Note: North is just a reference direction. By itself, it doesn't have an angular value. (You and @iant have already hit on that concept.) The difference between two Norths does have an angular value – it is the correction you refer to. A bearing (or azimuth) is a clockwise angle from (some) North to some direction of interest. The confusion for us may be that you're mixing corrections and bearings. It also doesn't help that you refer to magnetic declination which, in the case of the surveys you refer to, is irrelevant.
If you are, as you say, "going from True to Grid (in a counterclockwise direction)" and if you are converting True bearings to Grid bearings then you must add the value 1.49°.
Put another way, you subtract the negative value 1.49°. Clear? Of course not! So let's have a look at a declination diagram:
GN | MN
\ | /
\ | /
\ MC|MD /
\ | /
\ | /
o ----------- OH
GN: grid north -- direction of map's south-to-north grid lines
TN: true north -- direction of local meridian (aka geographic or geodetic north)
MN: magnetic north -- direction of local magnetic force field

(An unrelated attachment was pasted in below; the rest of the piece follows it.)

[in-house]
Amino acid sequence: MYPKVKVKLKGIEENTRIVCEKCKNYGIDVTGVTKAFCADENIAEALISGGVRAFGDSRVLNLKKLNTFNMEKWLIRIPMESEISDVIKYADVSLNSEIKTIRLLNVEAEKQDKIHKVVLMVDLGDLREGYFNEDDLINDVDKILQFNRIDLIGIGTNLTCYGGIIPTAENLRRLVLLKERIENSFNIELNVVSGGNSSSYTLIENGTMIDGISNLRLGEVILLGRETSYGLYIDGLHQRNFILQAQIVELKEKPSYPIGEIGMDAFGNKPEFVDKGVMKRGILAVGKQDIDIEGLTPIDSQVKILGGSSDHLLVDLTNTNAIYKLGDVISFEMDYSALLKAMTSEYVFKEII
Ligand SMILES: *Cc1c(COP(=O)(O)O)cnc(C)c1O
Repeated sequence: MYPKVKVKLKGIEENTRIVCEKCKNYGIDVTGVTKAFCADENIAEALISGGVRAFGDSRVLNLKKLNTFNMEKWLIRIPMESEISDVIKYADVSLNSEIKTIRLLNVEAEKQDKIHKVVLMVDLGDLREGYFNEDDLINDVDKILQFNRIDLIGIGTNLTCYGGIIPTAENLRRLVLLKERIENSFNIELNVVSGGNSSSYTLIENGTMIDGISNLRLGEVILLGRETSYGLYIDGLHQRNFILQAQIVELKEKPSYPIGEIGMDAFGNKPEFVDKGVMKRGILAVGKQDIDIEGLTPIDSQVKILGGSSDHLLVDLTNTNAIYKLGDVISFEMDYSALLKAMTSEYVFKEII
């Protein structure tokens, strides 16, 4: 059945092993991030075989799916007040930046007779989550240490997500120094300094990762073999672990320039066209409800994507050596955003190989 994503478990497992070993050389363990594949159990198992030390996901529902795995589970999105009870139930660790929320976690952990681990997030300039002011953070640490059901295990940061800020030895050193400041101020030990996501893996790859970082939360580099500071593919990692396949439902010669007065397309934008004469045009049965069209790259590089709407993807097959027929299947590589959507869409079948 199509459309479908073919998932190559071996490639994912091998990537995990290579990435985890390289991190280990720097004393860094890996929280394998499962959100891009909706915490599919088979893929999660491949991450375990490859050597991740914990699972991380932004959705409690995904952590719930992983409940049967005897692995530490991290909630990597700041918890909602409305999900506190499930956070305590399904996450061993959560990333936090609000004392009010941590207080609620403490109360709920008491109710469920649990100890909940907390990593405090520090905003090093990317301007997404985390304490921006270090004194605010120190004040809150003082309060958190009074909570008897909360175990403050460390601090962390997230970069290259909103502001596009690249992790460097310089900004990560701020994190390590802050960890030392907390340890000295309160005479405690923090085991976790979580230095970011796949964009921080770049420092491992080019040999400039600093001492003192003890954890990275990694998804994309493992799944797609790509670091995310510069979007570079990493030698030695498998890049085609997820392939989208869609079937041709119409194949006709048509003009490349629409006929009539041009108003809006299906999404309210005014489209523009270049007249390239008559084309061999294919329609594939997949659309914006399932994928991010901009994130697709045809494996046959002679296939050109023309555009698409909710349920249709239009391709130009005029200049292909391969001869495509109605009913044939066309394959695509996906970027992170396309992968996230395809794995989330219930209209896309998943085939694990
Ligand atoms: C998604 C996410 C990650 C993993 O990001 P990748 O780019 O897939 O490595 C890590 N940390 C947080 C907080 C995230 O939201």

OH: our heading -- direction we're going or looking (aka bearing, azimuth or course)
Note: this could be anywhere, of course (excuse the pun), it just happens to
point east in the diagram
MD: magnetic declination -- angle between true north & magnetic north (aka
Note: MN may be West or East of TN (ie, MD may be -ve or +ve)
MC: meridian convergence (aka grid convergence) -- angle between true north & grid north
Note: GN may be East or West of TN (ie, MC may be +ve or -ve)
MB: magnetic bearing -- angle between magnetic north & our heading
TB: true bearing -- angle between true north & our heading
GB: grid bearing -- angle between grid north & our heading
Some simple relationships
TB = MB + MD
GB = TB - MC
Returning to your situation, where the meridian convergence is negative
GB = TB - - 1.49° = TB + 1.49°
thus there was some truth in each of your possible answers.
The moral of the story is: draw or examine the declination diagram (for the situation at hand) and things will be clear. But remember, the relative directions of True, Grid and Magnetic Norths will depend entirely on where on Earth you are and where on the map projection you are.
According to IOGP Geomatics guidance note on Grid convergence
The definition of grid convergence is ambiguous, because text books on geodesy, cartography, navigation and surveying are not consistent on how this angle is calculated. In a world where navigation and surveying have become global activities, this has led to considerable confusion.
One convention has grid convergence
positive when True North lies west of Grid North
(that's the one I'm using above) and another has it
positive when True North lies east of Grid North
So that easily explains why you can get apparently conflicting advice!